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6 Day Machu Picchu Photography Expedition with Alison Wright
About your Trip Leader: Alison Wright
Alison is an acclaimed documentary photographer and visual anthropologist, who travels to all regions of the globe photographing indigenous cultures and people while covering issues concerning the human condition. She is a recipient of the Dorothea Lange Award in Documentary Photography, a two-time winner of the Lowell Thomas Travel Journalism Award, and an Explorers Club Fellow. She was awarded “The Most Compelling Woman in the Travel Industry, 2014” by Premier Traveler magazine and was named a 2013 National Geographic Traveler of the Year as someone who travels “with a sense of passion and purpose.” She has published ten books including her latest, “Human Tribe a series of global portraits celebrating our diversity and visual tapestry of humanity.
Alison has been published in numerous magazines including National Geographic, National Geographic Traveler, National Geographic Adventure, Outside, Islands and Smithsonian.
Alison’s life was nearly cut short during a devastating bus accident on a remote jungle road in Laos. Her best-selling memoir, “Learning to Breathe; One Woman’s Journey of Spirit and Survival,” chronicles her inspirational story of survival, the years of rehabilitation and her ongoing determination to recover and continue traveling the world as an intrepid visual storyteller. Her experience working in post disaster/conflict areas inspired her to establish a foundation called Faces of Hope (facesofhope.org); a non-profit that globally supports women and children’s rights by creating visual awareness and donating directly to grass-roots organizations that help sustain them through education and healthcare.
Day 1: August 6 Welcome to Cusco! / Walking Guided City tour
Arrive Cusco airport in the morning. Driver will be waiting to transfer to hotel for checkin. 1 PM begin guided walking tour. Saunter authentic Inca streets to soak up the vibration of this high-altitude metropolis where ancient and modern worlds collide. We visit a local home to observe age-old “chicha” corn beer-making process, including, of course, a sample of the brew. Continue on foot to “The Golden Temple” of Qoricancha, considered a sacred and treasured Inca structure. Afternoon activities are flexible as you adjust to altitude.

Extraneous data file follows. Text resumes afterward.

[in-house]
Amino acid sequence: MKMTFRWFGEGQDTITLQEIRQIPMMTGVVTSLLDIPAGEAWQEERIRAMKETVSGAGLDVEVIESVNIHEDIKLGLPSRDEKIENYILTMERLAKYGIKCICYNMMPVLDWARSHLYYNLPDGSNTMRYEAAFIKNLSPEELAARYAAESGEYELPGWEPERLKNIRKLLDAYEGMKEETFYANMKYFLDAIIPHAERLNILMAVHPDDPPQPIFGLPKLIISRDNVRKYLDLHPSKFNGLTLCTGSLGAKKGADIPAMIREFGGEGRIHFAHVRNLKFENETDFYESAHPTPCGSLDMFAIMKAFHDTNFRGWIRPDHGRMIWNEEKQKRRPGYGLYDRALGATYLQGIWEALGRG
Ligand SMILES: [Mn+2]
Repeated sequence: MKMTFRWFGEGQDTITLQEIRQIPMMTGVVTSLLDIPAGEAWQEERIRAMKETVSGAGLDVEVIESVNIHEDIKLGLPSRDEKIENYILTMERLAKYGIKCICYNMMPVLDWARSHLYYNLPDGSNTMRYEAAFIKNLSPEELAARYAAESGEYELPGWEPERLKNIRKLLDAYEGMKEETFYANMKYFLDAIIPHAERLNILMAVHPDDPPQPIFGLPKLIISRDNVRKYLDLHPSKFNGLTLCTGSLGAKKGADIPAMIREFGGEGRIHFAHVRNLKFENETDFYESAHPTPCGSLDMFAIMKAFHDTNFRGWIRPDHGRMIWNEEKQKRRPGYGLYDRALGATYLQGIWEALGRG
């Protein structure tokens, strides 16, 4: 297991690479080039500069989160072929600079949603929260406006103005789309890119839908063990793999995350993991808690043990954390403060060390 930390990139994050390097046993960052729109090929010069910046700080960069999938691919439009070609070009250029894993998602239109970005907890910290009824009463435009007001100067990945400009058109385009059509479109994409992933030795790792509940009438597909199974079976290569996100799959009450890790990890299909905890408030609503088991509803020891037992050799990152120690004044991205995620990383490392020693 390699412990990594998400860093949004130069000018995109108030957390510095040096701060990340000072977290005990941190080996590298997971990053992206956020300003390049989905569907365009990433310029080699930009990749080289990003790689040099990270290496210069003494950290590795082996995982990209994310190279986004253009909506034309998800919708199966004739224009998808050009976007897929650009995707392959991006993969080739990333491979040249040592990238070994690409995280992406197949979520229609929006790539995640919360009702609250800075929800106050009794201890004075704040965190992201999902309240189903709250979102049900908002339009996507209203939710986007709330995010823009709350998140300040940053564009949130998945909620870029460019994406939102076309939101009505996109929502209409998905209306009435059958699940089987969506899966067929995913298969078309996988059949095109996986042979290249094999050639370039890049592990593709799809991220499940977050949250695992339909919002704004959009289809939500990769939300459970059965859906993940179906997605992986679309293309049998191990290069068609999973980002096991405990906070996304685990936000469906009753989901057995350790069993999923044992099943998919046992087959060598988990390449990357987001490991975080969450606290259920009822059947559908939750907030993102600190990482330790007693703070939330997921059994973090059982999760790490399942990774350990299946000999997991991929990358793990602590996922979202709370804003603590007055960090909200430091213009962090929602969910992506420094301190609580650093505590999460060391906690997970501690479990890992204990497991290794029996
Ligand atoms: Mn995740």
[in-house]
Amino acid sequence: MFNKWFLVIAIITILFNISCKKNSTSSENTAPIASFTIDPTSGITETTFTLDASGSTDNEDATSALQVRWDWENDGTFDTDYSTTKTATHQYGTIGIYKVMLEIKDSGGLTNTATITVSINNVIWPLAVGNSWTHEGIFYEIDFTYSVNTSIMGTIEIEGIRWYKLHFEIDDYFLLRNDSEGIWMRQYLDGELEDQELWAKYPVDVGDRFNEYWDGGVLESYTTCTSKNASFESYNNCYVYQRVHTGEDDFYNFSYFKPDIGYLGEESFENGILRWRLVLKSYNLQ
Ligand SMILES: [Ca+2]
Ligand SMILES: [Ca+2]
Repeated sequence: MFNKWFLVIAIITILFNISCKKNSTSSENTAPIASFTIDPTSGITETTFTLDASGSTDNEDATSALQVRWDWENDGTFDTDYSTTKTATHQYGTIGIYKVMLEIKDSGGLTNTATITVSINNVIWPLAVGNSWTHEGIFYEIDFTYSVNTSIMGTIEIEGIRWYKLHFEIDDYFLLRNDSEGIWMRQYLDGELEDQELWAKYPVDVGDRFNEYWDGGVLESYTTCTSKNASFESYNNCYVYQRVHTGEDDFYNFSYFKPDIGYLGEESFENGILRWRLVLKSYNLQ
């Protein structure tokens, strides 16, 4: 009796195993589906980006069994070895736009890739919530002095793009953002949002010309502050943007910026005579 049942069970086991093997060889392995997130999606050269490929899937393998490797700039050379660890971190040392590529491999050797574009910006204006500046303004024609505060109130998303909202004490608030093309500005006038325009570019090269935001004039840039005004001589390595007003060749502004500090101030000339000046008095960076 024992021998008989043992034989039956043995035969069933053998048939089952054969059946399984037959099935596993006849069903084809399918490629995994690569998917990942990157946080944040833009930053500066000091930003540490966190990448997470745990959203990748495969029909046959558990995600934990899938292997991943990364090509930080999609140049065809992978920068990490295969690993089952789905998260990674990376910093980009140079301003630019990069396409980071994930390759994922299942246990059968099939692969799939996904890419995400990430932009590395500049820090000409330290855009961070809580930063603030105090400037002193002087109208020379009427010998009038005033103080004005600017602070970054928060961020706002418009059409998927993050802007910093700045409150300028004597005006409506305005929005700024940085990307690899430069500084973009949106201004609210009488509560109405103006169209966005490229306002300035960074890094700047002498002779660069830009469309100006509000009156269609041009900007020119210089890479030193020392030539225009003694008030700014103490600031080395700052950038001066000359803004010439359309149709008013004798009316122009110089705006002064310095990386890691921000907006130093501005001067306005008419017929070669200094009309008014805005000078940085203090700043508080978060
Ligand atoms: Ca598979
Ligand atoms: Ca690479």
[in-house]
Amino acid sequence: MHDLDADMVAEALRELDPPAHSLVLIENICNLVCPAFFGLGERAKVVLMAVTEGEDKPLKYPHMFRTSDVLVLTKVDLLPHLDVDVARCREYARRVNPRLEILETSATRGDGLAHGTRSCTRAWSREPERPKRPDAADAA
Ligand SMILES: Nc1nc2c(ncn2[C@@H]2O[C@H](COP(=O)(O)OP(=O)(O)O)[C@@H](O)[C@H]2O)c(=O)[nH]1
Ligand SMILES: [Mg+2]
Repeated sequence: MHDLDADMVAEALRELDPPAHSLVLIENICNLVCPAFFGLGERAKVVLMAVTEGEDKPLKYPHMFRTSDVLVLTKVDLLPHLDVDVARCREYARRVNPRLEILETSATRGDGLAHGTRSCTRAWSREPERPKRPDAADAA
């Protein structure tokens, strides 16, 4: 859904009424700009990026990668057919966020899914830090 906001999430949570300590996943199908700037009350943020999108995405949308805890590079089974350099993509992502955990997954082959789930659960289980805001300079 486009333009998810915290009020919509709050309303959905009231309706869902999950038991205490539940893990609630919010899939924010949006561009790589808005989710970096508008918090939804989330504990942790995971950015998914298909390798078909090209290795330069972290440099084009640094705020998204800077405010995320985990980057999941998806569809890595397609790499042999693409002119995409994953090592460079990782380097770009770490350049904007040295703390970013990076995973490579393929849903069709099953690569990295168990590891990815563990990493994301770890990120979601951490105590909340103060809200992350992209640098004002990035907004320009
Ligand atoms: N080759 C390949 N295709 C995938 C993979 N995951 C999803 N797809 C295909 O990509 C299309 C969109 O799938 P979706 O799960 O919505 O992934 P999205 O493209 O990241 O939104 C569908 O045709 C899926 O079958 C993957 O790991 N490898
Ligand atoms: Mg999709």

Day 2: August 7 Sacred Valley Tour by Van
8 AM Full day of driving with stops in the Sacred Valley. Highlights: Chinchero Village to observe Qechua farmers who still dehydrate potatoes using authentic native Andean methods / Followed by a visit to Qechua women's weaving co-op / Continue 20 KM by car to Moray Greenhouse ruins to learn about the sophisticated botanical practices of the Inca and how the plants were used for ceremonial purposes / Drive to Maras Terraced Salt Ponds where you learn how salt is harvested from individual ponds owned by single families, and the importance of salt for economic exchange since Inca times. / Finally arrive in Ollantaytambo, the oldest still-occupied village in Peru where you checkin to hotel for overnight.
Day 3: August 8 Train to Aguas Calientes / Afternoon entry to Machu Picchu
7:30 AM Walk to Ollantaytambo ruins, the last Inca stronghold when Emperor Manco defeated the Spanish in a famous battle in 1536. Leave excess luggage at the hotel to prepare for the train ride. Walk to station with overnight luggage and board morning train to Aguas Calientes. About 2 hours. Arrive Aguas Calientes where you deposit your carryon luggage in the hotel, have quick lunch, then board the shuttle bus for late afternoon visit to Machu Picchu. Just in time for the sunset. Return to village for the evening. Machu Picchu Open daily from 6 am - 5:30 pm.